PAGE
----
Tourists stand in front of a grafitti depicting US President Donald Trump on the controversial Israeli barrier in the West Bank town of Bethlehem August 4, 2017. .
(photo credit: REUTERS)
The Palestinian Authority on Wednesday withdrew its bid to be recognized as a member state of the UN World Tourism Organization, diplomatic sources told The Jerusalem Post.
The UNWTO had been expected to approve the PA ’s membership at its General Assembly in China this week, but at the last moment – and after Israel anticipated defeat – the Palestinians agreed to delay the issue until the UN agency’s next General Assembly in 2019.
“This achievement was the result of a large Israeli effort,” the Foreign Ministry said. It credited the positive outcome to Tourism Minister Yariv Levin, who is in China at the head of an Israeli delegation. It also said that other countries were involved.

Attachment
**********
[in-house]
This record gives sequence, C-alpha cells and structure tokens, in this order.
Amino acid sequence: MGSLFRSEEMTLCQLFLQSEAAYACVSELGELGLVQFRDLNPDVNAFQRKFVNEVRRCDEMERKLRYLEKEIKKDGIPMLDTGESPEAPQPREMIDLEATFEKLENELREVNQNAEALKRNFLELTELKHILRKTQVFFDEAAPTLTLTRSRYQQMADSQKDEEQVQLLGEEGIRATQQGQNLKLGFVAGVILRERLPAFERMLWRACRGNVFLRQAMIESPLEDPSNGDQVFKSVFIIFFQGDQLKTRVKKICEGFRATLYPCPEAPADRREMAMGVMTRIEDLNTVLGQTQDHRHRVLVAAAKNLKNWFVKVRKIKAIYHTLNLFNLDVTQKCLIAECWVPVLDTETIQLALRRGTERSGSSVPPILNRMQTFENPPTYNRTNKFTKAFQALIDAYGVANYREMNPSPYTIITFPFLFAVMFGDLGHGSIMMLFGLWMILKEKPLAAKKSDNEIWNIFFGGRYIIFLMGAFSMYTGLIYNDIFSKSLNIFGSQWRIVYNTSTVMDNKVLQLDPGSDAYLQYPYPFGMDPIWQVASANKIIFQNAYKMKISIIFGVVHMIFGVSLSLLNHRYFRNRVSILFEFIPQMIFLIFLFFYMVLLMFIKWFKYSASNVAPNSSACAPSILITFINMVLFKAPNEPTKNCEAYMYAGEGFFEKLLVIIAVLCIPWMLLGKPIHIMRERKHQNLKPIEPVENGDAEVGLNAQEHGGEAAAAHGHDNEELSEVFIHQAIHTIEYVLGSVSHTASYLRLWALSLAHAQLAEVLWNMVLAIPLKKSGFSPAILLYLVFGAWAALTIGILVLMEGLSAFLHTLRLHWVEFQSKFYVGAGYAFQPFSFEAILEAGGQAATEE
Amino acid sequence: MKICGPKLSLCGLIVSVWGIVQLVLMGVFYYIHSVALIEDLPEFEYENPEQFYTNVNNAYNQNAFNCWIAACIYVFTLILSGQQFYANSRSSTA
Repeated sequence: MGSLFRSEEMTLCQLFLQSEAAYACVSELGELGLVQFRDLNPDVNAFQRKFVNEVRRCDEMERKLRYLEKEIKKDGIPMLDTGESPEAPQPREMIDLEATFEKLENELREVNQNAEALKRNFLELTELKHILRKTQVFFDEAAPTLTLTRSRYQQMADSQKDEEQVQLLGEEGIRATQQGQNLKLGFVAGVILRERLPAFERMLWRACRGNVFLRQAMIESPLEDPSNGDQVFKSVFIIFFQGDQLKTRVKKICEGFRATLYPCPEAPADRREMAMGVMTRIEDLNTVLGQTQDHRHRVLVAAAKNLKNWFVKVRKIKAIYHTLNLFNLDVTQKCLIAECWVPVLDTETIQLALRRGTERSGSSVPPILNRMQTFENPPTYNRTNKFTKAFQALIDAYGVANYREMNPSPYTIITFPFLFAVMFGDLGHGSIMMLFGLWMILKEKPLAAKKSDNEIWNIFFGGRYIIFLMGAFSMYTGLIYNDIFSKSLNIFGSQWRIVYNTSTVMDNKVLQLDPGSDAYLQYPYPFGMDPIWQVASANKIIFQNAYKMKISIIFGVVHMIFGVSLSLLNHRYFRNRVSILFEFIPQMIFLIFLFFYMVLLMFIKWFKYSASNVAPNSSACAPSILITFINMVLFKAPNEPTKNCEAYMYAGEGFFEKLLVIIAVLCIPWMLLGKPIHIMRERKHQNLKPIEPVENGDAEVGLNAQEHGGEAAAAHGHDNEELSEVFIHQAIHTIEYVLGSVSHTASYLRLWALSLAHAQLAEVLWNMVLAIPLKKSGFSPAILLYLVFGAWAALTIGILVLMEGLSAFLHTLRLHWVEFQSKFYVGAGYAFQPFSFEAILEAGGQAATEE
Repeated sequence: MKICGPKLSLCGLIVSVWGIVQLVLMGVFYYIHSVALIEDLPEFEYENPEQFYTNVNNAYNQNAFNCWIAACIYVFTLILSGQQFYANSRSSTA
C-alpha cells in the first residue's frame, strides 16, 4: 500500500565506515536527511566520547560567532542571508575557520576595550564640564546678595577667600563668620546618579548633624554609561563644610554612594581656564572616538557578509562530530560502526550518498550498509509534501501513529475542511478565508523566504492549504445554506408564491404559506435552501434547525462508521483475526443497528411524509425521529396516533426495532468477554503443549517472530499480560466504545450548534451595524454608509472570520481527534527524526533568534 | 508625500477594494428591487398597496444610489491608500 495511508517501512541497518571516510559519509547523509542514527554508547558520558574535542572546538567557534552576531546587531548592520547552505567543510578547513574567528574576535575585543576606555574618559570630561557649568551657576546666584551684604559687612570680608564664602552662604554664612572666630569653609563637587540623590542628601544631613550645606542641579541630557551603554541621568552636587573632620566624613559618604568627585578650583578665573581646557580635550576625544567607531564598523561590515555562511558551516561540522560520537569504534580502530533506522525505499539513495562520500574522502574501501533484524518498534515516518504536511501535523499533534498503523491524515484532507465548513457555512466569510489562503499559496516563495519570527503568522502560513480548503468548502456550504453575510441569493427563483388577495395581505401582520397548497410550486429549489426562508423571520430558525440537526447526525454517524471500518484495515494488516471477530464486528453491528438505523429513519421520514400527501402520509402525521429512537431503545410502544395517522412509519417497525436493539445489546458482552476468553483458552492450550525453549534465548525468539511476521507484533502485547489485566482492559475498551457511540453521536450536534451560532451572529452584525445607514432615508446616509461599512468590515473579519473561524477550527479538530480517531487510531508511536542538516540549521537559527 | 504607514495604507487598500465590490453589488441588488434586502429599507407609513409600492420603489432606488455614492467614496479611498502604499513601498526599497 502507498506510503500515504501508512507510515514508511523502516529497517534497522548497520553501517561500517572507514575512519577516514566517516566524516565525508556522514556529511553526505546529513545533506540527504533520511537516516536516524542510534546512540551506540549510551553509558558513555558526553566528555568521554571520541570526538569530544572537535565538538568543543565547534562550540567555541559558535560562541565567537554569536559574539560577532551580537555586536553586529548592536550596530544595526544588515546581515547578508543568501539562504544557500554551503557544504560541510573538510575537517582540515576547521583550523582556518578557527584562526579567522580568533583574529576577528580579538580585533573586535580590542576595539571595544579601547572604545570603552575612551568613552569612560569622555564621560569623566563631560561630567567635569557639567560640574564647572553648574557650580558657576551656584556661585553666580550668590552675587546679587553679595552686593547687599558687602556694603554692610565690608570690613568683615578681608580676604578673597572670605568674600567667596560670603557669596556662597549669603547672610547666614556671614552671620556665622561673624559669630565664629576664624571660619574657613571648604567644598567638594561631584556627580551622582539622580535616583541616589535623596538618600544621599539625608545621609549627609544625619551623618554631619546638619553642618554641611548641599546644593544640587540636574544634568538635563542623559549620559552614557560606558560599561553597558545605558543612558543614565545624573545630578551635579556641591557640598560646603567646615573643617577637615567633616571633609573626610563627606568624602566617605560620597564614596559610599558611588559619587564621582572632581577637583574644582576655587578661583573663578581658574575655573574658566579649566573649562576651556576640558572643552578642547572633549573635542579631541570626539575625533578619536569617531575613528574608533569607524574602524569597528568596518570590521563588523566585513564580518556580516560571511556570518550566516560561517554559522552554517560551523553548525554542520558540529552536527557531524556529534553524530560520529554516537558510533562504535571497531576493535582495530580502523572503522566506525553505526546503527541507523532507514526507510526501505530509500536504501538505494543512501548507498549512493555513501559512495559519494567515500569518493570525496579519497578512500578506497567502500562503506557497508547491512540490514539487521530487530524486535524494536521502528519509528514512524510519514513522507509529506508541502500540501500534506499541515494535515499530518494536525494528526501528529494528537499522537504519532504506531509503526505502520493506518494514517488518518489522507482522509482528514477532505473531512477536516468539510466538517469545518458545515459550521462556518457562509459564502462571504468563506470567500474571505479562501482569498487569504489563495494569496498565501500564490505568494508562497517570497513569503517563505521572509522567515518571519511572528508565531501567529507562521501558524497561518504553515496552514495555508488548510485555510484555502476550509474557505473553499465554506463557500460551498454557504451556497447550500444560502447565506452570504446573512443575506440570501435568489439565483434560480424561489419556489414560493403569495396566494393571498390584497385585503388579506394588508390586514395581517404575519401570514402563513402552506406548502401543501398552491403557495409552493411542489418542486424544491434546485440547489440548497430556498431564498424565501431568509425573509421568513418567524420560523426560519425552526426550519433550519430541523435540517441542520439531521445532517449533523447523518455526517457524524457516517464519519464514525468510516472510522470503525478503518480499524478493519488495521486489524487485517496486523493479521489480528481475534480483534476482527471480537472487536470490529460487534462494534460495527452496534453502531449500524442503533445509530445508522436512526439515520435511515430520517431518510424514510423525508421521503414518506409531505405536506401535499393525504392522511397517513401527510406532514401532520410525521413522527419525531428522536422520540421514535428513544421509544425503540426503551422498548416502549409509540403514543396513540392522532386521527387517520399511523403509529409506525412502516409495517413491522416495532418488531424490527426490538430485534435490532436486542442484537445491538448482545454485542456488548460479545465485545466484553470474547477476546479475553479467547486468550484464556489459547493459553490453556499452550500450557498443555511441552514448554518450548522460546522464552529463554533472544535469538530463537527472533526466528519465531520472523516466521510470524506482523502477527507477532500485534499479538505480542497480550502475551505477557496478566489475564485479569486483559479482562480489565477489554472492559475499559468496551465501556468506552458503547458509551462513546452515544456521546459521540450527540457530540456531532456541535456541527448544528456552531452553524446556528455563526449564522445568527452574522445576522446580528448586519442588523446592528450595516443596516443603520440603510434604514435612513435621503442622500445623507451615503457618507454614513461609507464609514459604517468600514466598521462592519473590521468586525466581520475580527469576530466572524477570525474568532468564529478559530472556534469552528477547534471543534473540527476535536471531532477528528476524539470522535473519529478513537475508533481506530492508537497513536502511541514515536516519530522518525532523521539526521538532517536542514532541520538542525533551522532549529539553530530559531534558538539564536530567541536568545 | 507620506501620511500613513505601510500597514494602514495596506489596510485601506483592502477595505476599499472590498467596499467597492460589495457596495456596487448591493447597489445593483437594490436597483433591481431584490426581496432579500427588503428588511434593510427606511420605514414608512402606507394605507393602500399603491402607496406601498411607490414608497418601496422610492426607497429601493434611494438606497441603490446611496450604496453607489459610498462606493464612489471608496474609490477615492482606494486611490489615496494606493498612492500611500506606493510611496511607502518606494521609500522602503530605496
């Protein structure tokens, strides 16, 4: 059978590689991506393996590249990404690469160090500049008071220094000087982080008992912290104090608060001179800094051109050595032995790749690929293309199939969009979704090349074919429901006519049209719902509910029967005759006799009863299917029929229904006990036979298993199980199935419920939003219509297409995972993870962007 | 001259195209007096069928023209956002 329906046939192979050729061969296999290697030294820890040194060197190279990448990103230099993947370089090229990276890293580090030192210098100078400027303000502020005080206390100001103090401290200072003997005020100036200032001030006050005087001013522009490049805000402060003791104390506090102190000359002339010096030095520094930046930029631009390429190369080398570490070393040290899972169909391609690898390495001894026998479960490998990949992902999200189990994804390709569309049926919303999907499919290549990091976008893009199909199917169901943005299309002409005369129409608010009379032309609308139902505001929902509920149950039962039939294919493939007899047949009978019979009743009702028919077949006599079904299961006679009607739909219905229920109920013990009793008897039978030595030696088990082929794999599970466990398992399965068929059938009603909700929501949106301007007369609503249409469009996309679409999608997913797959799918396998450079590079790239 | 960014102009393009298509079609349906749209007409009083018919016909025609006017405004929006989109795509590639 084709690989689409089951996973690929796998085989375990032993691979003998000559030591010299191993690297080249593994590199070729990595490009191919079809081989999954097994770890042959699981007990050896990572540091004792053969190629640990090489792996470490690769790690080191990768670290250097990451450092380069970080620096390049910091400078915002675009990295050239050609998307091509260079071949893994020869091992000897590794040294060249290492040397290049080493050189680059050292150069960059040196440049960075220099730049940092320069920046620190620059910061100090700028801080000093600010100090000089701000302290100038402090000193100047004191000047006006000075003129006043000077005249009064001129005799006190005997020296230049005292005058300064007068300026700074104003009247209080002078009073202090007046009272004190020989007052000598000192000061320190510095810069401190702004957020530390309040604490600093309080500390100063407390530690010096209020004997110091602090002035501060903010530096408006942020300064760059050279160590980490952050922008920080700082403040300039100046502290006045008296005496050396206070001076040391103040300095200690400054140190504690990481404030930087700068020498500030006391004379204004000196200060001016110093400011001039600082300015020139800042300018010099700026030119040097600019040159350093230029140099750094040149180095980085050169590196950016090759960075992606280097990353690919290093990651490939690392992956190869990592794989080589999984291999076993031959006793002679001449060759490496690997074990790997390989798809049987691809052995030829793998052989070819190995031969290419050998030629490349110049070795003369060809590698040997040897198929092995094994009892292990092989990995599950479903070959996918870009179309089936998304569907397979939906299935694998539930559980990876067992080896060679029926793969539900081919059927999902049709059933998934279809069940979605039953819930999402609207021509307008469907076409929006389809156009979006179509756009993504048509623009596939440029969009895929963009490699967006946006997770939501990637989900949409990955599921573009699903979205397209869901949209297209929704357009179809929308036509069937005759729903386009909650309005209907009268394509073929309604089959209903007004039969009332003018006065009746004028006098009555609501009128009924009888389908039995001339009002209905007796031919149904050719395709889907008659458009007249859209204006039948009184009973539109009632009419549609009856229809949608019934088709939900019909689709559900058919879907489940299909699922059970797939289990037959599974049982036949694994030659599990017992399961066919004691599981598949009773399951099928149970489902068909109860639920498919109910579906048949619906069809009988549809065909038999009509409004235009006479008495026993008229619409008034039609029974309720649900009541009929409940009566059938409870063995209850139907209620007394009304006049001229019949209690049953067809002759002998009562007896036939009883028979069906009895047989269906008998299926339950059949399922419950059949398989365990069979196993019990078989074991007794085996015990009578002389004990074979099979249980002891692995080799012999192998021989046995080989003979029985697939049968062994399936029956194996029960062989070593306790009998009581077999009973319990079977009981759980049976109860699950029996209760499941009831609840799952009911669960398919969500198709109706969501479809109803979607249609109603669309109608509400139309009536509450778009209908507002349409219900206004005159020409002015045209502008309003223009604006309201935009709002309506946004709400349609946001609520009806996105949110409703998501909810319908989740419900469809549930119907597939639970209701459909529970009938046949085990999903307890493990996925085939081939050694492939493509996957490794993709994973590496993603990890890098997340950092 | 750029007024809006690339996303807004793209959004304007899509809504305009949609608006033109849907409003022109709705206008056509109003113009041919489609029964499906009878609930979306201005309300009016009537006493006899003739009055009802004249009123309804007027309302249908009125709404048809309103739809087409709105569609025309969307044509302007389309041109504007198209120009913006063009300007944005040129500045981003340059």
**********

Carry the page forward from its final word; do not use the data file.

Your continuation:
The request was part of the PA ’s campaign to secure unilateral recognition of statehood in world bodies, including at the UN.
To date, however, the PA has found success only at the UN Educational, Scientific and Cultural Organization which recognized it as a member state in 2011.
The UNWTO did not responded to media queries on the matter by press time nor did it issue any release on the matter.
Given the pro-Palestinian majority at the UN, Israel is often at the losing end of such PA proposals or resolutions.
Both the Obama and the Trump administrations have opposed all Palestinian unilateral efforts at statehood recognition, that is efforts to do so without negotiating with Israel.
The Trump administration has asked the Palestinians to hold off on such steps and so that it can move forward on a renewed peace effort.
The last US-brokered peace process fell apart in April 2014.
Should the new efforts fail, the PA is weighing a renewed push to become full-fledged members of the UN, a move that would need the approval of the Security Council.
The Palestinians would need the approval of nine of the Security Council’s 15 members. It’s presumed, however, that the US would use its veto power to block such a move.
The US holds that Palestinian statehood is best achieved through a final-status agreement with Israel for a two-state solution.